An infrared sauna which uses infrared rays to heat the body directly but in blanket form. So instead of having four walls and a bench for sitting, an infrared sauna blanket wraps around your body as if it’s a sleeping bag that plugs into a wall and heats up.
Other than those differences, the two far-infrared blankets and physical sauna are pretty similar. As their names imply, both products use infrared light to heat the body directly, thereby warming you up but not the area around you.
While there are a variety of infrared sauna blankets on the market, they’re all generally the same in that they offer a range of heat settings so you can ease into higher temperatures. So, if you’re an infrared sauna (blanket, or otherwise) newbie, you can start at, say, 60 degrees Fahrenheit and gradually work your way up to the max (which is typically 160 degrees Fahrenheit).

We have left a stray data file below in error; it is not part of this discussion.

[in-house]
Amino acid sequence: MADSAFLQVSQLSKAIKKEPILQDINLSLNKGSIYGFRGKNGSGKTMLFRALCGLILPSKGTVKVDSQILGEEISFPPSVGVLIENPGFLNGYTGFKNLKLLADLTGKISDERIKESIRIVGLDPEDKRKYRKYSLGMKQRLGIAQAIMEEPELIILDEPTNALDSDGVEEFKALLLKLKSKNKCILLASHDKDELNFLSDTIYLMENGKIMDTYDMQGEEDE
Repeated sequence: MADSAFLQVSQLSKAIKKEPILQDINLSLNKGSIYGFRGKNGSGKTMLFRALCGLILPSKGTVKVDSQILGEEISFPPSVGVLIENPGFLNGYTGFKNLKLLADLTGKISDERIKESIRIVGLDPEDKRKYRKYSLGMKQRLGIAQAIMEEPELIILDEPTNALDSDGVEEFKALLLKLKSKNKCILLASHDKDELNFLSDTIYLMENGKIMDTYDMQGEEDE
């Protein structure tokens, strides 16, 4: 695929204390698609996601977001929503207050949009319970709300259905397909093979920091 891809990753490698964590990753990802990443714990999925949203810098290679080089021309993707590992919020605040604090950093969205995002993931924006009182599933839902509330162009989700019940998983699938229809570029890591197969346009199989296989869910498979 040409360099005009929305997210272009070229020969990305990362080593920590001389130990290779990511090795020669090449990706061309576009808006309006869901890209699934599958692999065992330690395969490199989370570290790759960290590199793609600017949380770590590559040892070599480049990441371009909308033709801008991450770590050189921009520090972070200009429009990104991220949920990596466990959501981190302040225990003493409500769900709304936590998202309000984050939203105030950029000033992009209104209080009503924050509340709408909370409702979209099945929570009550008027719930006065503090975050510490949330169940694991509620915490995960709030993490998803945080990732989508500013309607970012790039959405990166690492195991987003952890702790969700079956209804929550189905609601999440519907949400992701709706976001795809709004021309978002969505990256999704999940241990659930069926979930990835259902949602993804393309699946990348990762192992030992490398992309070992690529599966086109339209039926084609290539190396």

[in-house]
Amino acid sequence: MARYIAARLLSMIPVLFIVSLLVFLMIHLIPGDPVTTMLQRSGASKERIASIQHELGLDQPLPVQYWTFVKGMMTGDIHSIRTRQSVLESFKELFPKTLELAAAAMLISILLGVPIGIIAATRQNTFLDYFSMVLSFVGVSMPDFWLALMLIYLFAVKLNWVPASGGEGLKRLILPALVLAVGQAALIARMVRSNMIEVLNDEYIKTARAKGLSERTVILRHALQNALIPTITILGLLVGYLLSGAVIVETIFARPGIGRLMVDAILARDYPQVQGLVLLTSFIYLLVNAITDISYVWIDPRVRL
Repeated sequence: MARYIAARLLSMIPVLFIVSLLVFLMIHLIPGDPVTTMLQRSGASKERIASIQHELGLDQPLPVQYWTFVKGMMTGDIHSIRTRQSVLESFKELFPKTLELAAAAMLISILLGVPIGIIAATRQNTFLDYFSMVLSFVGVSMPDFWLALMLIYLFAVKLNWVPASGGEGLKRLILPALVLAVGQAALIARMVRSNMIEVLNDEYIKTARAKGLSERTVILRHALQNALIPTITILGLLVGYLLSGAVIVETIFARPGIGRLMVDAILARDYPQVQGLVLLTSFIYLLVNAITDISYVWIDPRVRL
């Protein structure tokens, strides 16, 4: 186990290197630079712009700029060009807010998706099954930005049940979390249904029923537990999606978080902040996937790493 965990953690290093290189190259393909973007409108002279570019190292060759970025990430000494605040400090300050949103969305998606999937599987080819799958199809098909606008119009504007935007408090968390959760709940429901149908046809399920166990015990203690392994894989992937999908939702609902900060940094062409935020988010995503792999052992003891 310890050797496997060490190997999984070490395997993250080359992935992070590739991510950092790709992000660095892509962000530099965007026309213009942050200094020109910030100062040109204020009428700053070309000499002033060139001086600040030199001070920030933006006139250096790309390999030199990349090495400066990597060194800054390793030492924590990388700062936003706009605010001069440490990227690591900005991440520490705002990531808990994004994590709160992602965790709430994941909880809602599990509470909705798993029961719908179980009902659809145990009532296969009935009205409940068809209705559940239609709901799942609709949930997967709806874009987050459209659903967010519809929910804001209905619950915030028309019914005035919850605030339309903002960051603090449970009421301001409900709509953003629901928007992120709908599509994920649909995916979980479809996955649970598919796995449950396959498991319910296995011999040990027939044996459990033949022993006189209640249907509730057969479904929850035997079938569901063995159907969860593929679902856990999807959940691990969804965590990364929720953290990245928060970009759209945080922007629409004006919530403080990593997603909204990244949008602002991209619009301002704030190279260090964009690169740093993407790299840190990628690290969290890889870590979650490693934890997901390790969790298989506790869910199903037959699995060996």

Believe it or not, these temps aren’t as high as those that you’d experience in a regular ole sauna and that’s the point. The more tolerable the temp, the more time you’ll be able to spend sweating it out or the higher you might turn the dial, and, in turn, reap the supposed benefits.
If you’re not a fan of heat and find it hard to breathe in rising temps, an infrared sauna blanket might not be worth trying. As for everyone else? If you’re okay with giving a new gadget backed by minimal research a try, then just proceed with caution, and be sure to follow the instructions.
Most blankets cost well over $100 and many are even closer to $500, so it is somewhat of an investment. And while again, it may help improve your health, science doesn’t say it’s a definite do-gooder. So, weigh the cost with what you’re looking to improve.